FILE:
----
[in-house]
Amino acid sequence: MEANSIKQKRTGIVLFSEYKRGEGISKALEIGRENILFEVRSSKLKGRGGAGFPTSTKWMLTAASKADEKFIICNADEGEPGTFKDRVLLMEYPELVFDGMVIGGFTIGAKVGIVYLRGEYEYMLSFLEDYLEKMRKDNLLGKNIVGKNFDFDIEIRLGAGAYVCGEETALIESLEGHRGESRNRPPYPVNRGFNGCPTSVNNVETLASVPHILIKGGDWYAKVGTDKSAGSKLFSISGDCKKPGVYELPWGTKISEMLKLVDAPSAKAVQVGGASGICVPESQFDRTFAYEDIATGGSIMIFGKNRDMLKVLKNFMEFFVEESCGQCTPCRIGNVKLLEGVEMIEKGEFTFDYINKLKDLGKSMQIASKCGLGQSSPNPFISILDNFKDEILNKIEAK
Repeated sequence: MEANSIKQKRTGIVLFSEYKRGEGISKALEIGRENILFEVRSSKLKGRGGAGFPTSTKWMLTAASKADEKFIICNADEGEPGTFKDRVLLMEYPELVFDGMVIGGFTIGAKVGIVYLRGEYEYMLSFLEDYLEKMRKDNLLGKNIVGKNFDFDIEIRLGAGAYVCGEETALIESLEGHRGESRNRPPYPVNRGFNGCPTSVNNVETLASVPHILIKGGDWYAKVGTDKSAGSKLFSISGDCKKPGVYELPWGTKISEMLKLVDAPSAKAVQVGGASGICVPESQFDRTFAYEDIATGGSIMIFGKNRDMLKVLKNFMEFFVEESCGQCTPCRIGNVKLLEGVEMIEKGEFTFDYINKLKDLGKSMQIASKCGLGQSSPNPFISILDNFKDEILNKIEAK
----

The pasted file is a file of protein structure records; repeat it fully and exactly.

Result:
[in-house]
Amino acid sequence: MEANSIKQKRTGIVLFSEYKRGEGISKALEIGRENILFEVRSSKLKGRGGAGFPTSTKWMLTAASKADEKFIICNADEGEPGTFKDRVLLMEYPELVFDGMVIGGFTIGAKVGIVYLRGEYEYMLSFLEDYLEKMRKDNLLGKNIVGKNFDFDIEIRLGAGAYVCGEETALIESLEGHRGESRNRPPYPVNRGFNGCPTSVNNVETLASVPHILIKGGDWYAKVGTDKSAGSKLFSISGDCKKPGVYELPWGTKISEMLKLVDAPSAKAVQVGGASGICVPESQFDRTFAYEDIATGGSIMIFGKNRDMLKVLKNFMEFFVEESCGQCTPCRIGNVKLLEGVEMIEKGEFTFDYINKLKDLGKSMQIASKCGLGQSSPNPFISILDNFKDEILNKIEAK
Repeated sequence: MEANSIKQKRTGIVLFSEYKRGEGISKALEIGRENILFEVRSSKLKGRGGAGFPTSTKWMLTAASKADEKFIICNADEGEPGTFKDRVLLMEYPELVFDGMVIGGFTIGAKVGIVYLRGEYEYMLSFLEDYLEKMRKDNLLGKNIVGKNFDFDIEIRLGAGAYVCGEETALIESLEGHRGESRNRPPYPVNRGFNGCPTSVNNVETLASVPHILIKGGDWYAKVGTDKSAGSKLFSISGDCKKPGVYELPWGTKISEMLKLVDAPSAKAVQVGGASGICVPESQFDRTFAYEDIATGGSIMIFGKNRDMLKVLKNFMEFFVEESCGQCTPCRIGNVKLLEGVEMIEKGEFTFDYINKLKDLGKSMQIASKCGLGQSSPNPFISILDNFKDEILNKIEAK